placebo pills representing the power of belief

The power of belief

Having just watched a programme all about the power of belief and how the mind can cure the body, I feel excited because it seems like more and more research is being done into how powerful a tool the mind is. And, so many different pieces of research and experimentation are concluding the same thing: that what you believe becomes your reality. And this excites me because, although I already know this to be true, it’s great to have more and more scientific evidence behind you!

The programme itself describes an experiment into the power of the placebo. 117 chronic back pain sufferers were all given placebo drugs and then kept video diaries. They didn’t know that they were all taking placebos: they thought that some of the group were being given placebos and some of the group were being given the real drug. The results of the experiment were staggering: just under 50% of the participants, who had all experienced chronic back pain for decades, ended up being either pain-free or having their pain so much reduced so that they could get on with ordinary life. For one woman, this was being able to take her children to the park and play outside with them and for an older man in his seventies, this was being able to stand and walk a bit and to get back on a boat, which he had thought he’d never be able to do again (this was one of the heartwarming and emotional moments in the programme which made it such an easy and enjoyable watch).

Over the last few decades, there has been a lot of research into “the placebo effect” and the conclusion is that the people taking them have to believe that what they’re taking is an effective treatment. Placebos have been shown to reduce physical pain, emotional pain, anxiety and depression. The science bit is somewhat over my head but it seems your brain can produce its own “opioid” pain relief in response to the belief that you’re actually taking pain relief medication. The programme showed some fascinating experiments that proved how this works.

The overall conclusion was that the placebos work because of the power of belief. What the mind believes, the body will act on.

What the programme also did was to demonstrate the power of the unconscious mind. You might have heard of Pavlov’s dog experiment where a bell was rung each time a group of dogs was fed. The dogs came to associate the feeding with the bell and so would salivate every time they heard a bell whether there was food there or not.

The presenter of the programme took this Pavlov dog experiment a stage further and became a guinea pig himself. On successive days, he drank a uniquely-flavoured and slightly unpleasant drink laced with caffeine and measured his reaction times after he’d drunk it. He also measured his reaction times before he’d taken the drink with the caffeine in it. His reaction times after the caffeine hit were significantly better. Then, once his unconscious mind had associated the taste of the drink with the “caffeine hit”, he continued taking the drink but without the caffeine in it. His reaction times after he’d drunk the drink continued to be much higher than those before he drank it and he said he felt as pumped and buzzy as if he had taken some caffeine. This proved that, although he knew at a conscious level that he wasn’t drinking caffeine, his unconscious mind associated the taste of the drink with a big caffeine hit and produced the same reaction for him. In the NLP and coaching world, we call this type of unconscious and powerful association an “anchor”.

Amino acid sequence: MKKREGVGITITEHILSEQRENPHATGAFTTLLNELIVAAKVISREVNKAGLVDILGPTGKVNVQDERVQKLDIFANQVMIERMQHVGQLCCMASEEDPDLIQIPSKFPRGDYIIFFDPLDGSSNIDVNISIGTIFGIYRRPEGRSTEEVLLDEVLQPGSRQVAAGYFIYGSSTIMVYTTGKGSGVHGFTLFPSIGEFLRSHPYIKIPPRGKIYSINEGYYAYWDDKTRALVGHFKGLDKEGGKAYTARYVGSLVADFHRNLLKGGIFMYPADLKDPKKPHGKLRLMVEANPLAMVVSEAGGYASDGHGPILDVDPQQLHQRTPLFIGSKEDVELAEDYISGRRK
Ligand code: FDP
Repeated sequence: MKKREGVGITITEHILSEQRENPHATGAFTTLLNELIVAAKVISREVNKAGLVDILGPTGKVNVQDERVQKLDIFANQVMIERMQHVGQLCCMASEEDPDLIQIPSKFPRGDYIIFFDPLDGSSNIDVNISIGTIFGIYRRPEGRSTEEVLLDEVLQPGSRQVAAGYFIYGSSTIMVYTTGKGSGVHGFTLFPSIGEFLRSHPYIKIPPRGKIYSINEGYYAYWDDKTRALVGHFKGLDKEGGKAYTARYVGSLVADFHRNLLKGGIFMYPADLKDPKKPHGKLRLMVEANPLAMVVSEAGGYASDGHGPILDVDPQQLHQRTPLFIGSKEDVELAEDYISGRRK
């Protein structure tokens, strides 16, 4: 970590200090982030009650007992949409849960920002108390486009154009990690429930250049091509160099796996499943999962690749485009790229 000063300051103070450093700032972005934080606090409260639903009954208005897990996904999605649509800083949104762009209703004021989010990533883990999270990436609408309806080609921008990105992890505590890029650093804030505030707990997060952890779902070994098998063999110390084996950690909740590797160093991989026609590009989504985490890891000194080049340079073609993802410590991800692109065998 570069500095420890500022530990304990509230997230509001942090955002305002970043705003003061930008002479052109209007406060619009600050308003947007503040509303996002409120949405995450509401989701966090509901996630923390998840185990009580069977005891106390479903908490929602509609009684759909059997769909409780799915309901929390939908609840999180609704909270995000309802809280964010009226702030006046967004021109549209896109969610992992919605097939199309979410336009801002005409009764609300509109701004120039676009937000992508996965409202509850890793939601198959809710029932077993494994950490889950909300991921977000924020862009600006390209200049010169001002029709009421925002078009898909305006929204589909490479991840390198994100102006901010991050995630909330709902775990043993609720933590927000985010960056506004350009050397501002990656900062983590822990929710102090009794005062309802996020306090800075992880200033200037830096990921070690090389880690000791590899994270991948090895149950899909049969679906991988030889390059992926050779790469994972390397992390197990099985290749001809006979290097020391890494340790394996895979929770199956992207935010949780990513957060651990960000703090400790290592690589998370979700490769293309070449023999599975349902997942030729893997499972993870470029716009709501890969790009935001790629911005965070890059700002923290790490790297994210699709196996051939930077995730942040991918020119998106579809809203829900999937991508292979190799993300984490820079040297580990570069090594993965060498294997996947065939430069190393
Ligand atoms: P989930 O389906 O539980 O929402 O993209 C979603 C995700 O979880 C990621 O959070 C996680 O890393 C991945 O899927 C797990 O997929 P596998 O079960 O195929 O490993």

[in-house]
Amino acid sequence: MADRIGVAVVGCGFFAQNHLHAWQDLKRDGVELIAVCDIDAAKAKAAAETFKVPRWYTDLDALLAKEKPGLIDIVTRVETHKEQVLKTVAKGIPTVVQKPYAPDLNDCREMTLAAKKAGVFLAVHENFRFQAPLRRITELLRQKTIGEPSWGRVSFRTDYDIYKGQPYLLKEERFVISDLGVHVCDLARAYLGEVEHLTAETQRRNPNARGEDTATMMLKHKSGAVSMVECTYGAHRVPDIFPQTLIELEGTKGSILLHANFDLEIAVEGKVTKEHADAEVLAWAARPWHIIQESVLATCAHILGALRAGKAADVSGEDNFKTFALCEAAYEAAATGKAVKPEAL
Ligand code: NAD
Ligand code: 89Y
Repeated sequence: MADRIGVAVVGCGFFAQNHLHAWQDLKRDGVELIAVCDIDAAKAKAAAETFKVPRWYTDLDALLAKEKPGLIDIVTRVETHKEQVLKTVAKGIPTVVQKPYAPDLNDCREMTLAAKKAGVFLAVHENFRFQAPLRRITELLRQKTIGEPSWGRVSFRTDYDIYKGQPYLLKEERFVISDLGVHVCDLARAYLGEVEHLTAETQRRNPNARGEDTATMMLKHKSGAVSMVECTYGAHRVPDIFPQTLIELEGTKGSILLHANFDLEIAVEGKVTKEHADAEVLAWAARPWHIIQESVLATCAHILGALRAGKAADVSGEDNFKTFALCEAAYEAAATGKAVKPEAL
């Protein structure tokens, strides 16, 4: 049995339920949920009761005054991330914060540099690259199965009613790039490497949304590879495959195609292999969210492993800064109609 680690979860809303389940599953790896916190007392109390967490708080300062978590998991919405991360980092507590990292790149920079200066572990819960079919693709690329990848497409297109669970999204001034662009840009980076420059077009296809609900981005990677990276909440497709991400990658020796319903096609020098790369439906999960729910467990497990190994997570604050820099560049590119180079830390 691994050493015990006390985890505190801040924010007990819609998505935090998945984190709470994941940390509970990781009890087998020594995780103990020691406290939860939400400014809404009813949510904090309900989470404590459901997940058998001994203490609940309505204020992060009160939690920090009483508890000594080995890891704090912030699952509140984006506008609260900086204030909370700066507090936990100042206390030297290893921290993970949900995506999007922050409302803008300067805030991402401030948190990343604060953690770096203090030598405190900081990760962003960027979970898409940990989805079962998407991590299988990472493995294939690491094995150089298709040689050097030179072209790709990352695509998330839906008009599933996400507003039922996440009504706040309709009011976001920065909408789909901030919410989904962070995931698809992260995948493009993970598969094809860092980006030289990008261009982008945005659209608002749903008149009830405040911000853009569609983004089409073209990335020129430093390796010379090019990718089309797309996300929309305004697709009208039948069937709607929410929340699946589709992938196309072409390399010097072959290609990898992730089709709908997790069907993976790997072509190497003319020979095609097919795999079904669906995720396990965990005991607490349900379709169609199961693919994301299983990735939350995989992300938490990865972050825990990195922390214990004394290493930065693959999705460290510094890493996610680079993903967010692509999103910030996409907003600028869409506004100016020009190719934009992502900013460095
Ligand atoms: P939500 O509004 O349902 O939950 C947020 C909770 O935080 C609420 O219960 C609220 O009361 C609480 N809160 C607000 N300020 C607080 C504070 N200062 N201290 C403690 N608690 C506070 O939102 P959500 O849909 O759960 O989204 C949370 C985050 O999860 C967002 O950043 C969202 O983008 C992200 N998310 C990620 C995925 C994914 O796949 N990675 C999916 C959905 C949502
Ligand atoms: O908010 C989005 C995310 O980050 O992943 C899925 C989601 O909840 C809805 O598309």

“So, how does this all relate to your relationship with alcohol, stopping drinking and staying sober?” I hear you wondering… Well, when you know how powerful a tool the mind is (particularly the unconscious part of it) and how what you believe can have such a huge impact on your experience, even to the point of curing physical symptoms that might have plagued you for years, you start to understand the importance of working with the unconscious part of your mind and your belief systems. People in the Go Get Sober Guidance Programme will already know that this is how the programme works.

When you want to change a drinking or any other kind of habit, you need to change some of your beliefs about yourself and about your relationship with drink in order to make it much easier. If you believe sober living will be an endless struggle of temptation, denial and loss it will be. When you believe sober living will be liberating, fulfilling and full of promise, then it will be! If you believe you’re a crap and worthless person, then you’re likely to want to escape that identity by reaching for something (like alcohol) that makes you feel better. If you believe that you’re worthy, you’re good enough and you’re lovable, you eliminate the need to reach for something – you already feel good about yourself.

Changing some of your deep-rooted and unhelpful beliefs into more helpful and healthy ones makes getting and staying sober a piece of cake and this is exactly what the Guidance Programme helps you to do.

I’m looking forward to the next episode of this TV series because it’s going to follow the same group of people now they know they’re taking placebos, to measure how much their unconscious minds will continue to produce a pain-free experience for them even though they consciously know they’re taking placebos. It will hopefully prove that they have installed an unconscious association or “anchor” between physically taking the pills and experiencing significant pain relief.

Update June 2019: This TV series is no longer available on iplayer. I'll let you know if I come across anything else on this subject that's interesting and accessible.


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